Categories EntertainmentPosted on

SEEN Reviews: To Dream

This absorbing drama centres around the close friendship between two boys, whose benighted lives and screwed-up family dynamics cause them to be the centre of each other’s world. Tommy (Freddie Thorp) has a mother who is oblivious to his needs. Luke (Edward Hayter) has a father who has turned to alcohol, and bullying Luke is the only way he can relate to his son.

This absorbing drama centres around the close friendship between two boys, whose benighted lives and screwed-up family dynamics cause them to be the centre of each other’s world. Tommy (Freddie Thorp) has a mother who is oblivious to his needs. Luke (Edward Hayter) has a father who has turned to alcohol, and bullying Luke is the only way he can relate to his son. Girls and drugs offer little respite. The only sustaining element of their lives is the mutual dream they have to escape to America, to palm-lined boulevards and eternal sunshine. Tommy has no qualms about leaving, but Luke can’t seem to tear himself away from his father, inspiring a desperate attempt by Tommy to precipitate their departure to paradise.

to_dream

To say any more would be to reveal a plot twist, but SEEN reckons that with Andrea Arnold setting her latest film in America, there is scope for writer, director and producer of ‘To Dream’, Nicole Albarelli, to make her mark over here. Like Arnold, Albarelli relishes the interiority of her characters and resists cliché, establishing Tommy and Luke’s dignity and complexity with humour and pathos. The film makes good use of its urban locations, reportedly shooting over six days. Rarely has London looked quite so alienating; the only moments of respite emerging from the boys’ moments of emotional intimacy, and Luke’s childhood memories of his loving mother.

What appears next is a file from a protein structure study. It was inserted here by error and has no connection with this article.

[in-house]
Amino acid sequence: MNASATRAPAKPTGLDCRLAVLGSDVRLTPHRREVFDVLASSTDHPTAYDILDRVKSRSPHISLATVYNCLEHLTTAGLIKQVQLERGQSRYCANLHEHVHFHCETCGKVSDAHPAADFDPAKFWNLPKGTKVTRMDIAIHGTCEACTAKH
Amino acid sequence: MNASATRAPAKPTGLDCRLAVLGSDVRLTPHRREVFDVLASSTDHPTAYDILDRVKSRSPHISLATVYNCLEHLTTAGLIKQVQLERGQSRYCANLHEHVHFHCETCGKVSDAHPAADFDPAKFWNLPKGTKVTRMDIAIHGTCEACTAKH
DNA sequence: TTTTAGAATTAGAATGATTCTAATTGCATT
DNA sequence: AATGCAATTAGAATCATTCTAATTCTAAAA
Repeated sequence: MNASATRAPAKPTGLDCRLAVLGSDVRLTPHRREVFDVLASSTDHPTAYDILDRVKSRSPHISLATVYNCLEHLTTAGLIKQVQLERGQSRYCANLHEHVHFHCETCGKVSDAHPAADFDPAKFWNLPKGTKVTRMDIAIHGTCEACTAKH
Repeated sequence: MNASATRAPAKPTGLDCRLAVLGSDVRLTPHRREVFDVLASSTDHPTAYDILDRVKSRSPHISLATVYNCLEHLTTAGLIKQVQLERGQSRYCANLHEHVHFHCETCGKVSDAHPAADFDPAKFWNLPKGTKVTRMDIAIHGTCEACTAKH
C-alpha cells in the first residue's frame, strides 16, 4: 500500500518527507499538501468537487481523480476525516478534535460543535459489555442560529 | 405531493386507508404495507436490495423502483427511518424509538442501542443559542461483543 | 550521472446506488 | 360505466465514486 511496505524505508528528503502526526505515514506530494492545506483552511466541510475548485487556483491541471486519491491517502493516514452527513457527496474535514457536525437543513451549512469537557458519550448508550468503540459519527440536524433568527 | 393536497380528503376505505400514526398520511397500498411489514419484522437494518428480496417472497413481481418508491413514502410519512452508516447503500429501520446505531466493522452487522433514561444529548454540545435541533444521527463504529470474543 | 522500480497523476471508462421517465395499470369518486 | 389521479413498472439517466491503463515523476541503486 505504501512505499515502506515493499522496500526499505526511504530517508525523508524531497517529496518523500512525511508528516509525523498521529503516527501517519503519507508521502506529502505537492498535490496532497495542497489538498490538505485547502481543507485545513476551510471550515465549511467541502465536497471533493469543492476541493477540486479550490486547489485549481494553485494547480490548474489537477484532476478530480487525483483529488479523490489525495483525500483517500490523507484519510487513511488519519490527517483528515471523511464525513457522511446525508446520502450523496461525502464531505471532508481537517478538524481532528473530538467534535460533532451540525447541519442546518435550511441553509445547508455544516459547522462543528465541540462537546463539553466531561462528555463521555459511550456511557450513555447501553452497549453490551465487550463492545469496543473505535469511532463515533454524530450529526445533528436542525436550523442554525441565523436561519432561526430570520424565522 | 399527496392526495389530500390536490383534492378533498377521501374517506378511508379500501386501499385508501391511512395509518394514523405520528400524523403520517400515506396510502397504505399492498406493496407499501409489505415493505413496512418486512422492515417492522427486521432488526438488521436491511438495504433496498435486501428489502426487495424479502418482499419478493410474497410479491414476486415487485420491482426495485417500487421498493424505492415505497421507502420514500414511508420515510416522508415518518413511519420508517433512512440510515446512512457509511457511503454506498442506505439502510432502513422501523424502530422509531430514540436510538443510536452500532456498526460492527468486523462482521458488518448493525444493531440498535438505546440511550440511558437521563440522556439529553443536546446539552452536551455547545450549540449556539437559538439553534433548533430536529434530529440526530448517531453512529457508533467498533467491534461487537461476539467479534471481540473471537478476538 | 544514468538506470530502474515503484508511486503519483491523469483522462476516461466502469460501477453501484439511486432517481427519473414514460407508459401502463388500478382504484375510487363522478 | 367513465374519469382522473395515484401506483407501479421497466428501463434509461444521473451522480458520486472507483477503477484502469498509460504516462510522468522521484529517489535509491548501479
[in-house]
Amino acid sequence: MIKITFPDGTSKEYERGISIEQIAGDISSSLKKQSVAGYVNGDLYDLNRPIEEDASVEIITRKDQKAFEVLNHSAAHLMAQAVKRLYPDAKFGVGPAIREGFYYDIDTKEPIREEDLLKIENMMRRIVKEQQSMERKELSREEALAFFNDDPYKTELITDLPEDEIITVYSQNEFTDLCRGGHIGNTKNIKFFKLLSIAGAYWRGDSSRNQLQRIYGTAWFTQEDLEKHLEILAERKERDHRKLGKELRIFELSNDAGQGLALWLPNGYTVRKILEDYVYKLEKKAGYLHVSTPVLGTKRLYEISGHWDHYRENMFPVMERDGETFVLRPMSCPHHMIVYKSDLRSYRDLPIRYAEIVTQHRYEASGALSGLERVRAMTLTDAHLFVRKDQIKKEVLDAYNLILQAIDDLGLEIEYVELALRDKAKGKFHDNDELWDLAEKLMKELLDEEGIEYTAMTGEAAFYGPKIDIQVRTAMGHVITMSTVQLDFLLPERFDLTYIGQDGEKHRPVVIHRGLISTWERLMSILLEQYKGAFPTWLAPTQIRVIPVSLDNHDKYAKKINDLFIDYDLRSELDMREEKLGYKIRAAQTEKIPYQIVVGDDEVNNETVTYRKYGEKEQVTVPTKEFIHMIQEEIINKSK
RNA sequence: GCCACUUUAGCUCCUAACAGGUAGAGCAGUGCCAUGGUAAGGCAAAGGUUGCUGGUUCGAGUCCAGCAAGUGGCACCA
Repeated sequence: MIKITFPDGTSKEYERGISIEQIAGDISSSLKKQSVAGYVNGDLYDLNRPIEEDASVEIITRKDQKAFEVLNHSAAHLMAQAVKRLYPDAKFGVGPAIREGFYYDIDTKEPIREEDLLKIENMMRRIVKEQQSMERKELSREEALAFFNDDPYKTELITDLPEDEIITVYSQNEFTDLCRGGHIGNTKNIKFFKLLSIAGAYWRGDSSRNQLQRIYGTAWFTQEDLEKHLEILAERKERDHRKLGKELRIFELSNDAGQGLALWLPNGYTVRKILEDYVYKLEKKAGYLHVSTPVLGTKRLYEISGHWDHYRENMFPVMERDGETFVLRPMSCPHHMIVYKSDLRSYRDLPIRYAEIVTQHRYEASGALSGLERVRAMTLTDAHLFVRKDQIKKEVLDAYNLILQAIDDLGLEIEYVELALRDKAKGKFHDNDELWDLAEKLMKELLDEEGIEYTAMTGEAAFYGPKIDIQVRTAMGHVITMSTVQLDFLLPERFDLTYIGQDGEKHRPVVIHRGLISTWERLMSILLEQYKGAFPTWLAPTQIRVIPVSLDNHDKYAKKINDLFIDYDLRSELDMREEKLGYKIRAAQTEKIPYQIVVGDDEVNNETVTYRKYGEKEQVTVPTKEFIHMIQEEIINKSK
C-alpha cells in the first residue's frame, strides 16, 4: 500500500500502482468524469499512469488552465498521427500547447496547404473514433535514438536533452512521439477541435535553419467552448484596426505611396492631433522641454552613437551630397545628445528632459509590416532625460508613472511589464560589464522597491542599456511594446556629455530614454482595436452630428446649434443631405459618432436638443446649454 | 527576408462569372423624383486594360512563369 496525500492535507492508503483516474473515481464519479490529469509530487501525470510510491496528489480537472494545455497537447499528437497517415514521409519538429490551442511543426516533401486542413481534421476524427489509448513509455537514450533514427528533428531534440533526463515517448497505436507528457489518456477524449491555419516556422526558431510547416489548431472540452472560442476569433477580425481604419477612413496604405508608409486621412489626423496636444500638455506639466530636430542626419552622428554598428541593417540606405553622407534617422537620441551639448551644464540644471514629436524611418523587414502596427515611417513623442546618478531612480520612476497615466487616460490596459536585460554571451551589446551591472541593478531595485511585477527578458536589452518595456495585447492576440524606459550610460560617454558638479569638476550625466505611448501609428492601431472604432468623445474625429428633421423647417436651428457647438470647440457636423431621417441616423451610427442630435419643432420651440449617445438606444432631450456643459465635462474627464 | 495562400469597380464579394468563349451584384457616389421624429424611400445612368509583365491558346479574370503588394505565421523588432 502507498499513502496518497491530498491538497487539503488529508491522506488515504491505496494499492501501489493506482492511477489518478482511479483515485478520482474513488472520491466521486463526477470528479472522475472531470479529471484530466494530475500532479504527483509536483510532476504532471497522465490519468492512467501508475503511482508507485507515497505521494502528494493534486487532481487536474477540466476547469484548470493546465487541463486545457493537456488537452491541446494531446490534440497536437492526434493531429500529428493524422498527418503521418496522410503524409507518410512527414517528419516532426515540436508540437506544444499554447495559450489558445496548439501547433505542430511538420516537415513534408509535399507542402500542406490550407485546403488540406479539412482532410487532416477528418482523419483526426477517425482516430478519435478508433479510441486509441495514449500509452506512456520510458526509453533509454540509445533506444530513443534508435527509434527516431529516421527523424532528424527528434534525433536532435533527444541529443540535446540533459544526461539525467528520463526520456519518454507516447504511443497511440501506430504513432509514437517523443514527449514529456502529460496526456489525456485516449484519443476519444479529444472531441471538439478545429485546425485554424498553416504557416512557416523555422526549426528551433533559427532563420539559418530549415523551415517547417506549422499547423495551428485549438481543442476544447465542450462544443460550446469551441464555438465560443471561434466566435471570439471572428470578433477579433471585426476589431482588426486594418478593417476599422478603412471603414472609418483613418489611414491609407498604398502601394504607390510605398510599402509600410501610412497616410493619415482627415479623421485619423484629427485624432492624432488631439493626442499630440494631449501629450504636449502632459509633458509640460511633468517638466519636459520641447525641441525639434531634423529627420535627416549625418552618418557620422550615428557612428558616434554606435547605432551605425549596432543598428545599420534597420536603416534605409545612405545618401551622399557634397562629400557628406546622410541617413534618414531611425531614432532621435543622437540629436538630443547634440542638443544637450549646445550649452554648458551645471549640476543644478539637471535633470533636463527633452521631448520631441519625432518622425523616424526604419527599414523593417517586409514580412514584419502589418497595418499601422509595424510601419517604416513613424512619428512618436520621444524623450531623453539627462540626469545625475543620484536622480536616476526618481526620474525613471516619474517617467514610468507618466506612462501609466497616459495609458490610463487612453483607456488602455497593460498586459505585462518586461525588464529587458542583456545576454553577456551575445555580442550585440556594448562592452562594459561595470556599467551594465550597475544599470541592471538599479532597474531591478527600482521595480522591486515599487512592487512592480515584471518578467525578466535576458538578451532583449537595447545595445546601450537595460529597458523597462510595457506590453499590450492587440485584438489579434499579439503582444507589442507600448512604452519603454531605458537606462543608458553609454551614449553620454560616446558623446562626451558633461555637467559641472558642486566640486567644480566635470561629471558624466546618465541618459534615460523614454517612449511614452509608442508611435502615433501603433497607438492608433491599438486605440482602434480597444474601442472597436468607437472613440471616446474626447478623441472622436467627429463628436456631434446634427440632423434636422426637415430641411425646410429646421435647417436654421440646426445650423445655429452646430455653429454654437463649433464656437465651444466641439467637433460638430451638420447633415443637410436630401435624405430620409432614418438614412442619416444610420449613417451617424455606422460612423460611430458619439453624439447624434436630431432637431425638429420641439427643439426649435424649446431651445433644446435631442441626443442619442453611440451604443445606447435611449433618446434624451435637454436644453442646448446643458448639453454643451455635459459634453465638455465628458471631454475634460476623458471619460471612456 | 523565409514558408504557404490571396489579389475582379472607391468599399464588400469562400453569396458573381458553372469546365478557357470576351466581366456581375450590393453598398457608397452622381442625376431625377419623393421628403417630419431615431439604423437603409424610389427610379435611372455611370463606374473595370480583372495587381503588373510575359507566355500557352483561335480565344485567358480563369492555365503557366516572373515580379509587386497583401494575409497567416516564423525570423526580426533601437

The acting by the two leads is genuinely empathetic; Hayter and Thorp have a real rapport, and they’re both ones to watch. A strong turn by Frank Jakeman as Luke’s father, Charlie, sets up the necessary antipathy, but reveals a man broken by his own circumstances. So good to see Adam Deacon as scary-but-funny drug dealer, Easy. The film was inspired by Albarelli’s own experience of observing male friends disappearing down the rabbit-hole of self-abuse. SEEN awaits her next film with keen anticipation.

Seen this week

Categories DesignPosted on

Sculpture in the City, Art for Everyone

SEEN thoroughly enjoyed a preview of the 18 new artworks around the financial district’s square mile. Set up by The City of London in 2010, this excellent initiative expands its footprint every year, improving the area and proving that when people are happy, they work better.

Categories ArtPosted on

Alex Evans at the Foundry Gallery, Chelsea Quarter: LDF17

The astute reader will have noticed that SEEN loves art about London. There are many artists in this city who draw (pun intended) their inspiration from it, none more so than Alex Evans whose fractal renderings hint at the entropic nature of urban life and perhaps also our anxieties and isolation in the 21st century. His latest exhibition ‘Invisible Systems’ can be seen at the Foundry Gallery, tucked away off the King’s Road until 26th October.